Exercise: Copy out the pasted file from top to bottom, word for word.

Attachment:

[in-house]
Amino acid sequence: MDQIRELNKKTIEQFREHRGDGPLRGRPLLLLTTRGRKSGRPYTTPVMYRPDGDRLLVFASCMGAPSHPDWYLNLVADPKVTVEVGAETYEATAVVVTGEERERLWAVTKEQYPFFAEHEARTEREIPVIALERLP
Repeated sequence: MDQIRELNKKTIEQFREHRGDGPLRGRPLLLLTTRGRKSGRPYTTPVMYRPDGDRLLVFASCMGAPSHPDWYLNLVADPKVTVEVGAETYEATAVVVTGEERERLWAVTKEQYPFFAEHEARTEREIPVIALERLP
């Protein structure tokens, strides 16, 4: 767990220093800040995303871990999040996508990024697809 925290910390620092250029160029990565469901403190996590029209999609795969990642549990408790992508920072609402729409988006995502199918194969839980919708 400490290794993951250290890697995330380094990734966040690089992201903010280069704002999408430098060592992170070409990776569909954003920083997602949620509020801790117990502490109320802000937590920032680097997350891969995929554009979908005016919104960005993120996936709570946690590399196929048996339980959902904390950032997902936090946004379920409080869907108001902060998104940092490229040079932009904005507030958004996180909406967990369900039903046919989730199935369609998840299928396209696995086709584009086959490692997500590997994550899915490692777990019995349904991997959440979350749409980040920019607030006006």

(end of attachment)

[in-house]
Amino acid sequence: MDQIRELNKKTIEQFREHRGDGPLRGRPLLLLTTRGRKSGRPYTTPVMYRPDGDRLLVFASCMGAPSHPDWYLNLVADPKVTVEVGAETYEATAVVVTGEERERLWAVTKEQYPFFAEHEARTEREIPVIALERLP
Repeated sequence: MDQIRELNKKTIEQFREHRGDGPLRGRPLLLLTTRGRKSGRPYTTPVMYRPDGDRLLVFASCMGAPSHPDWYLNLVADPKVTVEVGAETYEATAVVVTGEERERLWAVTKEQYPFFAEHEARTEREIPVIALERLP
């Protein structure tokens, strides 16, 4: 767990220093800040995303871990999040996508990024697809 925290910390620092250029160029990565469901403190996590029209999609795969990642549990408790992508920072609402729409988006995502199918194969839980919708 400490290794993951250290890697995330380094990734966040690089992201903010280069704002999408430098060592992170070409990776569909954003920083997602949620509020801790117990502490109320802000937590920032680097997350891969995929554009979908005016919104960005993120996936709570946690590399196929048996339980959902904390950032997902936090946004379920409080869907108001902060998104940092490229040079932009904005507030958004996180909406967990369900039903046919989730199935369609998840299928396209696995086709584009086959490692997500590997994550899915490692777990019995349904991997959440979350749409980040920019607030006006």